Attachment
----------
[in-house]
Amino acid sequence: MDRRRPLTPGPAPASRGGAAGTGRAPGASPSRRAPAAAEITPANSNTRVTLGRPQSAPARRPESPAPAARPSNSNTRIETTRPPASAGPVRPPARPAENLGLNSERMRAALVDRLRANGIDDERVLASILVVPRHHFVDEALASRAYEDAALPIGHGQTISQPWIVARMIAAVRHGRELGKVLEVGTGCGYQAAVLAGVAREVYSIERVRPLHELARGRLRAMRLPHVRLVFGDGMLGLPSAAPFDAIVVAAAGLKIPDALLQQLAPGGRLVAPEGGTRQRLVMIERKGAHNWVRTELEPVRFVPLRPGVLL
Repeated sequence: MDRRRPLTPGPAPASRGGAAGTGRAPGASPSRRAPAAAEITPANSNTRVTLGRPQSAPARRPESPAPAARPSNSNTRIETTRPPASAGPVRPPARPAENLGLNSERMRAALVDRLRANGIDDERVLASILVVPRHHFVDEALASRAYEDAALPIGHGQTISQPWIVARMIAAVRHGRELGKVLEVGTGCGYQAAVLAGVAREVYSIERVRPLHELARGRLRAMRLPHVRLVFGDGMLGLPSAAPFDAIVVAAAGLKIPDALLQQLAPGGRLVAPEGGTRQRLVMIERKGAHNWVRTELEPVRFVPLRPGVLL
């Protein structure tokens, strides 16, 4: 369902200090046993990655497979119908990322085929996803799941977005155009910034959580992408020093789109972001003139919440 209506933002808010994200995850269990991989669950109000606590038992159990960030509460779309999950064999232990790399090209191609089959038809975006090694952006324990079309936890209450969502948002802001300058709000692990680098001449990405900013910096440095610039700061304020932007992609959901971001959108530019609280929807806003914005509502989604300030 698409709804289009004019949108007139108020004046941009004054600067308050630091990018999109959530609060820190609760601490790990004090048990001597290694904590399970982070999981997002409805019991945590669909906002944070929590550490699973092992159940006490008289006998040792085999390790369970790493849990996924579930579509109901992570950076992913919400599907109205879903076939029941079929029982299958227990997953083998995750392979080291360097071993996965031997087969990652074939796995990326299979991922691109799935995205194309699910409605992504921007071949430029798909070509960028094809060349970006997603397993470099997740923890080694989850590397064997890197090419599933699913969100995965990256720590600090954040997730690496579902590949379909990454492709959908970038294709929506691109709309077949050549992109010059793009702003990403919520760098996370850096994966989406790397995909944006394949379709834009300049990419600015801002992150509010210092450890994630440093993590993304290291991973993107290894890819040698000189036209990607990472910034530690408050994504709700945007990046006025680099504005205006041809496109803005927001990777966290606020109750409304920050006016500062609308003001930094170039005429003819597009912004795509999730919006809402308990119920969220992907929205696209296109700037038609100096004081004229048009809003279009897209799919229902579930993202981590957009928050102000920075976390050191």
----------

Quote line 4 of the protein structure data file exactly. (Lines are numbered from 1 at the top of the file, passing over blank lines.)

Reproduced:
């Protein structure tokens, strides 16, 4: 369902200090046993990655497979119908990322085929996803799941977005155009910034959580992408020093789109972001003139919440 209506933002808010994200995850269990991989669950109000606590038992159990960030509460779309999950064999232990790399090209191609089959038809975006090694952006324990079309936890209450969502948002802001300058709000692990680098001449990405900013910096440095610039700061304020932007992609959901971001959108530019609280929807806003914005509502989604300030 698409709804289009004019949108007139108020004046941009004054600067308050630091990018999109959530609060820190609760601490790990004090048990001597290694904590399970982070999981997002409805019991945590669909906002944070929590550490699973092992159940006490008289006998040792085999390790369970790493849990996924579930579509109901992570950076992913919400599907109205879903076939029941079929029982299958227990997953083998995750392979080291360097071993996965031997087969990652074939796995990326299979991922691109799935995205194309699910409605992504921007071949430029798909070509960028094809060349970006997603397993470099997740923890080694989850590397064997890197090419599933699913969100995965990256720590600090954040997730690496579902590949379909990454492709959908970038294709929506691109709309077949050549992109010059793009702003990403919520760098996370850096994966989406790397995909944006394949379709834009300049990419600015801002992150509010210092450890994630440093993590993304290291991973993107290894890819040698000189036209990607990472910034530690408050994504709700945007990046006025680099504005205006041809496109803005927001990777966290606020109750409304920050006016500062609308003001930094170039005429003819597009912004795509999730919006809402308990119920969220992907929205696209296109700037038609100096004081004229048009809003279009897209799919229902579930993202981590957009928050102000920075976390050191």